While one of the suspects claimed that Madison Brooks consented, he later replied "I guess" when authorities asked whether Brooks had been too impaired to consent to sexual intercourse, according to the arrest affidavit.
Madison Brooks, a 19-year-old student at Louisiana State University who died after she was hit by a car on her way home, may have been raped shortly before the fatal crash, according to a pathologist with the East Baton Rouge Paris Coroner's Office who reported that Brooks had “injuries consistent with previous sexual assault.”
LSU President William Tate said in a statement earlier this week, “Madison was a daughter, a granddaughter, a sister, a niece, a classmate, and a friend to many of you. By all accounts, she was an amazing young woman with limitless potential. She should not have been taken from us in this way. What happened to her was evil, and our legal system will parcel out justice.”
Brooks had been a sophomore at the college studying mass communication, and a member of the Alpha Phi sorority at LSU.
Now, four people, including three teenagers, have been charged in connection with her alleged rape.
Kaivon Washington, 18, and an unnamed 17-year-old have been charged with third-degree rape, according to jail documents. Everett Lee, 28, and Casen Carver, 18, were both charged with principle to third-degree rape, meaning police believe they were present but not involved in the crime.
The four suspects allegedly met Brooks at Reggie’s, a local bar in Baton Rouge, and she had already been drinking at that point, authorities said in an arrest affidavit. “[Carver] stated the victim was very unstable on her feet, was not able to keep her balance, and was unable to speak clearly without slurring her words,” the affidavit alleged.
Brooks allegedly told them she couldn’t find her friends, and asked for a ride home but couldn’t tell them her address, authorities said.
While in the car, with Carver at the wheel, he allegedly heard his 17-year-old friend ask Brooks “five times” if she wanted to have sex with him, the arrest affidavit stated. They then had sex in the backseat while Washington stepped out of the car, according to the affidavit.
When they finished, Washington then re-entered the car, and allegedly asked Brooks “numerous times” if she wanted to have sex with him, “and she consented,” the arrest affidavit stated. Washington and Brooks then had sex in the backseat of the car, according to the affidavit.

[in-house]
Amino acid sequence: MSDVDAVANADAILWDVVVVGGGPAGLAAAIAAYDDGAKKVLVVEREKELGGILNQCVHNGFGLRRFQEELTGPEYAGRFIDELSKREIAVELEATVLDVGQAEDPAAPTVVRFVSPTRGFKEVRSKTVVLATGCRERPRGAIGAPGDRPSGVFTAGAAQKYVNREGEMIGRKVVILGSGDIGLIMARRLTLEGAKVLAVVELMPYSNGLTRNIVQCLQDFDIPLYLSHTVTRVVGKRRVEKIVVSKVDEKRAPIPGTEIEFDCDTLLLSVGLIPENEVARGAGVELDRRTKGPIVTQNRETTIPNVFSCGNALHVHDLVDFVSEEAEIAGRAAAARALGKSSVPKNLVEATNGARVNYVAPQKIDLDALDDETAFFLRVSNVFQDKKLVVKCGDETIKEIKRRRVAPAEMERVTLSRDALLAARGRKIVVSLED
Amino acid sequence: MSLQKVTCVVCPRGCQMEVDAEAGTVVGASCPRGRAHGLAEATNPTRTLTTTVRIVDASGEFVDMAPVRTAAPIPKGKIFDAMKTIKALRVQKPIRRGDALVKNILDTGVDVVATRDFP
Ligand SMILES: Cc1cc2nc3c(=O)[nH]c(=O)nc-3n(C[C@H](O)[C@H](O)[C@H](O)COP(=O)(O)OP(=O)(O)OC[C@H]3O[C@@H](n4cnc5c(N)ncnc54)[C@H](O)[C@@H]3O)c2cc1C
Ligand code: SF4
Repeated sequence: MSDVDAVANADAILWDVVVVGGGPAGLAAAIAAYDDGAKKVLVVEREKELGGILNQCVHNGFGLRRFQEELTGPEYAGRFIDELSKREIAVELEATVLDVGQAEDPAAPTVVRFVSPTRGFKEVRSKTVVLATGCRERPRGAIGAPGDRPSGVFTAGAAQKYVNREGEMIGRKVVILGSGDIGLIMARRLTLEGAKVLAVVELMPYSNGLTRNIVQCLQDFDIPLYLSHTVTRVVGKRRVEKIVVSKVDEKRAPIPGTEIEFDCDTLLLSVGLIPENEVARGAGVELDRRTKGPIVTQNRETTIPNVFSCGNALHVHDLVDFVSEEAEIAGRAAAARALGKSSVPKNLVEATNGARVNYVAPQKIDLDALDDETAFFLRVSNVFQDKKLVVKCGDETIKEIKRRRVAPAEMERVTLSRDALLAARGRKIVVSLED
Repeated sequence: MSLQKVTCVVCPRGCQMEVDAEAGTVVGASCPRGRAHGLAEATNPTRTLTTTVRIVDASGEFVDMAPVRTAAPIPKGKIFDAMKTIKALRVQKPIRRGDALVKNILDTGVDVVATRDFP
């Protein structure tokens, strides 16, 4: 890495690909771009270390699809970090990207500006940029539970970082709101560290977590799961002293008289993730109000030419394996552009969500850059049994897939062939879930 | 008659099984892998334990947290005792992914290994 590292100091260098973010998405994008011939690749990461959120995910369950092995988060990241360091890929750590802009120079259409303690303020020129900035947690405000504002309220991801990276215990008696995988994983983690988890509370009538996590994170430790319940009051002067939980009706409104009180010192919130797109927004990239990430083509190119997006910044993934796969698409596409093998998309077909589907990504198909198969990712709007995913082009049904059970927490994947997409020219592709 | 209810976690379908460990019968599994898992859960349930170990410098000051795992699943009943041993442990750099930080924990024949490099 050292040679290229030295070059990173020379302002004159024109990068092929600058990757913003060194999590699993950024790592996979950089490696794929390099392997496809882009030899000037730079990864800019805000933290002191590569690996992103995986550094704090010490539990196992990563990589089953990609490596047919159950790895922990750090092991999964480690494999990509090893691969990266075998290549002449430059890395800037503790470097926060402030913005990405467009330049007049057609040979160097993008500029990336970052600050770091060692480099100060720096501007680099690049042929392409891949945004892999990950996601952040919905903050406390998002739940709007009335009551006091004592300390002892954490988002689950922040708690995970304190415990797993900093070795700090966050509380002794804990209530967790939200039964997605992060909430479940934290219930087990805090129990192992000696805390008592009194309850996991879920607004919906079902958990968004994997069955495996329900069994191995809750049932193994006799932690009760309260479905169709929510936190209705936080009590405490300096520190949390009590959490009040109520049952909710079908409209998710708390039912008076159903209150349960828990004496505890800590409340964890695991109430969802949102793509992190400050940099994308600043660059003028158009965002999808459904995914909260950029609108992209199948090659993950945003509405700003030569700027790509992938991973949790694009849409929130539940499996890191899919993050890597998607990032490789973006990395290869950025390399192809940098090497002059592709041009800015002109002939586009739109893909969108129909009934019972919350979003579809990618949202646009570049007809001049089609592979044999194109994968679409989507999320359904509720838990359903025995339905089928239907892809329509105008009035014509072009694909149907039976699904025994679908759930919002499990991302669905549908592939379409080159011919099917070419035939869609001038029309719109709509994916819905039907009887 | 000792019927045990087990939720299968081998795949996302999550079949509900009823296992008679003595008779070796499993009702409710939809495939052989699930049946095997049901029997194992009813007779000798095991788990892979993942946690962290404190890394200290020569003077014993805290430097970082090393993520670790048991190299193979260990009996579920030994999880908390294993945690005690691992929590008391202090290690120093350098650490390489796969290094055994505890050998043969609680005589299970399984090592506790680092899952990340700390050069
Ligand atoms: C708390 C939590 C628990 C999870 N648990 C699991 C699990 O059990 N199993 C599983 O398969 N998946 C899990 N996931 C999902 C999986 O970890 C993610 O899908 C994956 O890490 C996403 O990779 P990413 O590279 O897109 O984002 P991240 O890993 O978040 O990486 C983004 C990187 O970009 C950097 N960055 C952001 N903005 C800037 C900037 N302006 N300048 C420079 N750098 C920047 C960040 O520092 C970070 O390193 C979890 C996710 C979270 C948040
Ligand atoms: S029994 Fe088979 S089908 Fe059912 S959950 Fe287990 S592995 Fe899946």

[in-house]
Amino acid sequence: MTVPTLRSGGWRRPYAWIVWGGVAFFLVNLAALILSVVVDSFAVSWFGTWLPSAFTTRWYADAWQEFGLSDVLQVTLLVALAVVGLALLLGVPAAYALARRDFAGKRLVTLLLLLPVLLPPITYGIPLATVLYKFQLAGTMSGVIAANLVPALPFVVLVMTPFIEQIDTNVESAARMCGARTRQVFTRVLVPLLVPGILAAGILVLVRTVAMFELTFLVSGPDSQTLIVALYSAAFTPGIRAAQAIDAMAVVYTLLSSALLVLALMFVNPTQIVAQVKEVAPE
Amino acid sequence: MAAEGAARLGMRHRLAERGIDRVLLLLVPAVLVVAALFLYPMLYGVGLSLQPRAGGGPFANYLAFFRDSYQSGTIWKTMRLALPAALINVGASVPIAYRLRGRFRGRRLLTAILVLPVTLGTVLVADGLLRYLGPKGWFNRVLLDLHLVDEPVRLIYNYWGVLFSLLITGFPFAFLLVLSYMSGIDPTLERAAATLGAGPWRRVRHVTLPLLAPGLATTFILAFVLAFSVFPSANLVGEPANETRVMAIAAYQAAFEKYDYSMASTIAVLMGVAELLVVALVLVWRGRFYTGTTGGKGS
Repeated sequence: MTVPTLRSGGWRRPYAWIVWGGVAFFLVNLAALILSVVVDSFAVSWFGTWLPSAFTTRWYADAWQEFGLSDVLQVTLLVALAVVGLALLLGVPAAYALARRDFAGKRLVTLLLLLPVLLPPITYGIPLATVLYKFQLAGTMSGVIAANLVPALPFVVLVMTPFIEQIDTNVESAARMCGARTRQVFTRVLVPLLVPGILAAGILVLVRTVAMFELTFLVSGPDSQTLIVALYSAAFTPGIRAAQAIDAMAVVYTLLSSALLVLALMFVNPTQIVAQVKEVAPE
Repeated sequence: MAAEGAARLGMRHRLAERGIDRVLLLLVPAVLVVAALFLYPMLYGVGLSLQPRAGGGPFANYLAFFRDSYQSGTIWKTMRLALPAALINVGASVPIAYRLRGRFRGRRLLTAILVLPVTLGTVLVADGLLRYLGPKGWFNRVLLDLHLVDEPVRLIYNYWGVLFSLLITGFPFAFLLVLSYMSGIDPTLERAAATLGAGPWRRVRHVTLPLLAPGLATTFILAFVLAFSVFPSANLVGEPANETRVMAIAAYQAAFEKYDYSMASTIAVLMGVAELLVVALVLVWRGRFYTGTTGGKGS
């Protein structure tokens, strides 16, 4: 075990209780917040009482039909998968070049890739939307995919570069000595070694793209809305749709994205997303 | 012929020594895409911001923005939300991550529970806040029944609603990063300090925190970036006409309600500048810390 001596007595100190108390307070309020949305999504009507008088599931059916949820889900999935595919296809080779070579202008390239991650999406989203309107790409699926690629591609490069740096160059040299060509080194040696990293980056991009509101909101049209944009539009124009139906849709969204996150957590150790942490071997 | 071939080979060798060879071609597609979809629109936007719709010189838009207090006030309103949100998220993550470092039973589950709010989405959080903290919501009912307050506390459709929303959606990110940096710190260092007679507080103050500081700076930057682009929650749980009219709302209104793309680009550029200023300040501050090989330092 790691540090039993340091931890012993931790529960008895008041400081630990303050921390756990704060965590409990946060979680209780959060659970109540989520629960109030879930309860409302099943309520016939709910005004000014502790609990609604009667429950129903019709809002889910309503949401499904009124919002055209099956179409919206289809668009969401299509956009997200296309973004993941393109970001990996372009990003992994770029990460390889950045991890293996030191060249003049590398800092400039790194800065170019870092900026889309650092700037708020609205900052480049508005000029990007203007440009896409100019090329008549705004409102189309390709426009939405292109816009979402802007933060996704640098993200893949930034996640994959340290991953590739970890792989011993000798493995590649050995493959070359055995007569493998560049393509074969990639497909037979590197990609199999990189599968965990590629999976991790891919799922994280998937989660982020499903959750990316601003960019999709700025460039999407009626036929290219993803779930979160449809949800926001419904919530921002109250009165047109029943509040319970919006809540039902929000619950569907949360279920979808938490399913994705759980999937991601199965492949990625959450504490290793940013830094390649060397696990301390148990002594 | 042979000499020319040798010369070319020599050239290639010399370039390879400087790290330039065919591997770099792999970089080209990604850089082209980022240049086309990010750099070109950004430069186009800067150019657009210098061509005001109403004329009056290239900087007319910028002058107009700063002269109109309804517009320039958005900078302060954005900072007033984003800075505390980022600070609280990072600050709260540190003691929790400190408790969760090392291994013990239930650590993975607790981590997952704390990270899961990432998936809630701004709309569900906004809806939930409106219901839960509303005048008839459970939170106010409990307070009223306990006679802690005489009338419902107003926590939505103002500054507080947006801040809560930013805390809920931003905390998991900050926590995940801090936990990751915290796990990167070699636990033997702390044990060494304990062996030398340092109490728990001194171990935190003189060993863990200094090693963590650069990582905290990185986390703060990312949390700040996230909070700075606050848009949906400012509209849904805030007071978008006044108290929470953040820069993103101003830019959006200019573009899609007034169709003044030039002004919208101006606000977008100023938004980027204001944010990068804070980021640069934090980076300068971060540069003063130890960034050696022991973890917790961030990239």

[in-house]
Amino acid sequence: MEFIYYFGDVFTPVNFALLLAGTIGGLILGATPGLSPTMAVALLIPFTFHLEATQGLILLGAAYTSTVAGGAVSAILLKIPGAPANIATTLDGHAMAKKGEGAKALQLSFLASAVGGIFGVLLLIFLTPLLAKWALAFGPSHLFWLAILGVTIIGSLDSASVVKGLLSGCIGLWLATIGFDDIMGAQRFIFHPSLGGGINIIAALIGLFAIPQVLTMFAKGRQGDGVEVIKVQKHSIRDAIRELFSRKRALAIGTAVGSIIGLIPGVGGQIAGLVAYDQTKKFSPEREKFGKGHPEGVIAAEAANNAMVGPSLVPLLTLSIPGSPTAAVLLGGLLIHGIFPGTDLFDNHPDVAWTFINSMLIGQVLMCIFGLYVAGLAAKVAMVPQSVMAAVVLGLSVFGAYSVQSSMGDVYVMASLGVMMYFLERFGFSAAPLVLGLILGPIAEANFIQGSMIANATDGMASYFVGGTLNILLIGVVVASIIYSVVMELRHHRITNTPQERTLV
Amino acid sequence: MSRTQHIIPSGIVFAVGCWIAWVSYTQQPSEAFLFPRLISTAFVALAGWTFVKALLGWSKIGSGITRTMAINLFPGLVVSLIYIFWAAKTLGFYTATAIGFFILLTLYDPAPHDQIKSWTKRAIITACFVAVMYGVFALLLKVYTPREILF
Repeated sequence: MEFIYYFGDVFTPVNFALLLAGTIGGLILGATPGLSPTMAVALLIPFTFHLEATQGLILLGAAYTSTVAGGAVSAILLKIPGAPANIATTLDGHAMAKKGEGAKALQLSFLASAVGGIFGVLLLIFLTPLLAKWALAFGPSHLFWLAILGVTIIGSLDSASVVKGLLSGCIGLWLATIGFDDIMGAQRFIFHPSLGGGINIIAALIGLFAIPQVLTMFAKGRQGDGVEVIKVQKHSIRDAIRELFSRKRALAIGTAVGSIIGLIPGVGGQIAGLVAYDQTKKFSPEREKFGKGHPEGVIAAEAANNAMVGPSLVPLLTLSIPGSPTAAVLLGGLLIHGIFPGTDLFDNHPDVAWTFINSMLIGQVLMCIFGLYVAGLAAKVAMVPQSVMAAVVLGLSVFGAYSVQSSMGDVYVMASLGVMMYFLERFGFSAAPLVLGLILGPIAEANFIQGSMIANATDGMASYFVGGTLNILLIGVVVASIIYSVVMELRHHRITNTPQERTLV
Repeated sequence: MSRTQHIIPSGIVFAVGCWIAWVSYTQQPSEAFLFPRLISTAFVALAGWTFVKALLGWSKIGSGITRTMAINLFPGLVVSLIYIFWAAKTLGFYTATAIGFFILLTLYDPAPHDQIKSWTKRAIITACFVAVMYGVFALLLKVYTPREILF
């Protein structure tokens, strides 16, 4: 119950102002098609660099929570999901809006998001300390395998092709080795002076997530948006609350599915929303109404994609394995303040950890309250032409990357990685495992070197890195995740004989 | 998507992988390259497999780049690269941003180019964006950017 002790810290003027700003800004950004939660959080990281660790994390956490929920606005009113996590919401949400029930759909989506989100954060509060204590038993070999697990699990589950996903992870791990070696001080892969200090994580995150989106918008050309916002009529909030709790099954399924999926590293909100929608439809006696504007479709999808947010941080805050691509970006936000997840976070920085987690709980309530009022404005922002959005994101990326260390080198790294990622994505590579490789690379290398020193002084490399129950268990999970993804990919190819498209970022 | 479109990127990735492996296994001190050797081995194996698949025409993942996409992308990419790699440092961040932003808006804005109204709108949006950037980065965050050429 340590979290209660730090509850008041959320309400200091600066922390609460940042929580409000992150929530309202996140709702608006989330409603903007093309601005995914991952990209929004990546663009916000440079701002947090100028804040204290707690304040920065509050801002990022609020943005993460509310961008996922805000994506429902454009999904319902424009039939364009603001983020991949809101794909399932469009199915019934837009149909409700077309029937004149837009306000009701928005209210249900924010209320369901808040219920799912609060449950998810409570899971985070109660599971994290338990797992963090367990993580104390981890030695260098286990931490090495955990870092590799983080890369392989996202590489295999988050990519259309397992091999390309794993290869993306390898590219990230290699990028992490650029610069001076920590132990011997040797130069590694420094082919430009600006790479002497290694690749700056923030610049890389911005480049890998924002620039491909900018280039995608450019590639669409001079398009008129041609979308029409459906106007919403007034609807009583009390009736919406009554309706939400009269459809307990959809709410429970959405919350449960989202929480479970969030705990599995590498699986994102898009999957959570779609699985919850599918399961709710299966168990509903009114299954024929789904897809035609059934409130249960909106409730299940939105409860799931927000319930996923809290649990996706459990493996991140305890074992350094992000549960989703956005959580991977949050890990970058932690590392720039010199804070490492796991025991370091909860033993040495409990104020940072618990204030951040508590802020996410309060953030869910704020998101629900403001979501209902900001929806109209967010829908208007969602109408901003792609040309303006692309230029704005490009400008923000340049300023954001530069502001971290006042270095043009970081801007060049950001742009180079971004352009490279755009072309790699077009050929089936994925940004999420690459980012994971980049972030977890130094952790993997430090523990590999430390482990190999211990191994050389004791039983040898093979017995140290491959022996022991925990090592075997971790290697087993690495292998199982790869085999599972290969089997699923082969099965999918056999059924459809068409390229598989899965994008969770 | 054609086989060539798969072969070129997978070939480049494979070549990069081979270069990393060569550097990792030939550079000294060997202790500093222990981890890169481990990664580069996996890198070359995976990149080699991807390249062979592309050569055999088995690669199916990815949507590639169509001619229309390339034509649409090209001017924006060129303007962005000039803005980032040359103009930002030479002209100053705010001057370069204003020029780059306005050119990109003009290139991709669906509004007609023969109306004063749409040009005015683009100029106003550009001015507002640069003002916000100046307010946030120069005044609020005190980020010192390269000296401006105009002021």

Carver and Lee remained in the front seats of the car during the entire incident, according to the affidavit.
While Carver claimed he heard Brooks verbally consent to having sex with both of his friends, he replied, “I guess,” when authorities asked whether Brooks had been too impaired to consent to sexual intercourse, according to the arrest affidavit.
Medical records from her hospitalization after she was fatally struck by a car showed she had a blood alcohol content consistent with official definitions of alcohol poisoning and loss of consciousness, the affidavit alleged.
The group later drove around trying to look for where Brooks lived before eventually dropping her off at a subdivision, authorities said.
An attorney for Washington and Lee told WAFB that she had told the group she would get an Uber, and left the car on her own.
Less than an hour later, Brooks was fatally hit by a ride-share vehicle, the affidavit said.
The driver of the car that accidentally hit her was not impaired, and remained at the scene until emergency personnel arrived, according to CBS News. The driver was not charged in connection with her death.
Washington, Lee and Carver have been released on bail, according to jail records. Their 17-year-old friend was booked into juvenile detention and his name has not been released because he is a minor.
Ron Haley, who is representing Washington and Lee, called the incident “a tragedy, definitely not a crime,” and said video evidence from inside the car will acquit his clients fully.
Joe Long, an attorney representing Carver, echoed Haley’s sentiments in an interview with The Advocate, calling the incident a “tragedy, but not a crime.”
Neither Long nor Haley have responded to Inside Edition Digital's request for comment.